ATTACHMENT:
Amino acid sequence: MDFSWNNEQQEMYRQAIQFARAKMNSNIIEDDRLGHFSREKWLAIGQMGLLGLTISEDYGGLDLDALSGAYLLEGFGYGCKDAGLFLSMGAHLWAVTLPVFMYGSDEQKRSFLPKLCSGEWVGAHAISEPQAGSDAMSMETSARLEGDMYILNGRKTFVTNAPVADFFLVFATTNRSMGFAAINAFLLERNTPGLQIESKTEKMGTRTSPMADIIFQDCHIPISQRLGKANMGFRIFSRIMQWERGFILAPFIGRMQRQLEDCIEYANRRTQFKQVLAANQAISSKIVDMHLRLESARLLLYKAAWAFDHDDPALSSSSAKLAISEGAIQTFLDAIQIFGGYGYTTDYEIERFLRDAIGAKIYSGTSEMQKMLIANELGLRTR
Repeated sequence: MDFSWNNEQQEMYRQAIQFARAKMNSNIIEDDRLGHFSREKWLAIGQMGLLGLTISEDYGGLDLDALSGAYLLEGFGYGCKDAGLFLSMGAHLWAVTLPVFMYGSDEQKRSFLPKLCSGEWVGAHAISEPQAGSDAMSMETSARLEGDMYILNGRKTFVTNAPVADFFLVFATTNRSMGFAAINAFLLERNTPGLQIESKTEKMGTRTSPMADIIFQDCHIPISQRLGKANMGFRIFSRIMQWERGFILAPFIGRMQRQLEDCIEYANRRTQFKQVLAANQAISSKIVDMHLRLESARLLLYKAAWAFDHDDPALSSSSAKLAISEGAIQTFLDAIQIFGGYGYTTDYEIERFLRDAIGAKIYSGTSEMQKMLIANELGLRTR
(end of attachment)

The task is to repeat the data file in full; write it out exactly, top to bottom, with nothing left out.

Amino acid sequence: MDFSWNNEQQEMYRQAIQFARAKMNSNIIEDDRLGHFSREKWLAIGQMGLLGLTISEDYGGLDLDALSGAYLLEGFGYGCKDAGLFLSMGAHLWAVTLPVFMYGSDEQKRSFLPKLCSGEWVGAHAISEPQAGSDAMSMETSARLEGDMYILNGRKTFVTNAPVADFFLVFATTNRSMGFAAINAFLLERNTPGLQIESKTEKMGTRTSPMADIIFQDCHIPISQRLGKANMGFRIFSRIMQWERGFILAPFIGRMQRQLEDCIEYANRRTQFKQVLAANQAISSKIVDMHLRLESARLLLYKAAWAFDHDDPALSSSSAKLAISEGAIQTFLDAIQIFGGYGYTTDYEIERFLRDAIGAKIYSGTSEMQKMLIANELGLRTR
Repeated sequence: MDFSWNNEQQEMYRQAIQFARAKMNSNIIEDDRLGHFSREKWLAIGQMGLLGLTISEDYGGLDLDALSGAYLLEGFGYGCKDAGLFLSMGAHLWAVTLPVFMYGSDEQKRSFLPKLCSGEWVGAHAISEPQAGSDAMSMETSARLEGDMYILNGRKTFVTNAPVADFFLVFATTNRSMGFAAINAFLLERNTPGLQIESKTEKMGTRTSPMADIIFQDCHIPISQRLGKANMGFRIFSRIMQWERGFILAPFIGRMQRQLEDCIEYANRRTQFKQVLAANQAISSKIVDMHLRLESARLLLYKAAWAFDHDDPALSSSSAKLAISEGAIQTFLDAIQIFGGYGYTTDYEIERFLRDAIGAKIYSGTSEMQKMLIANELGLRTR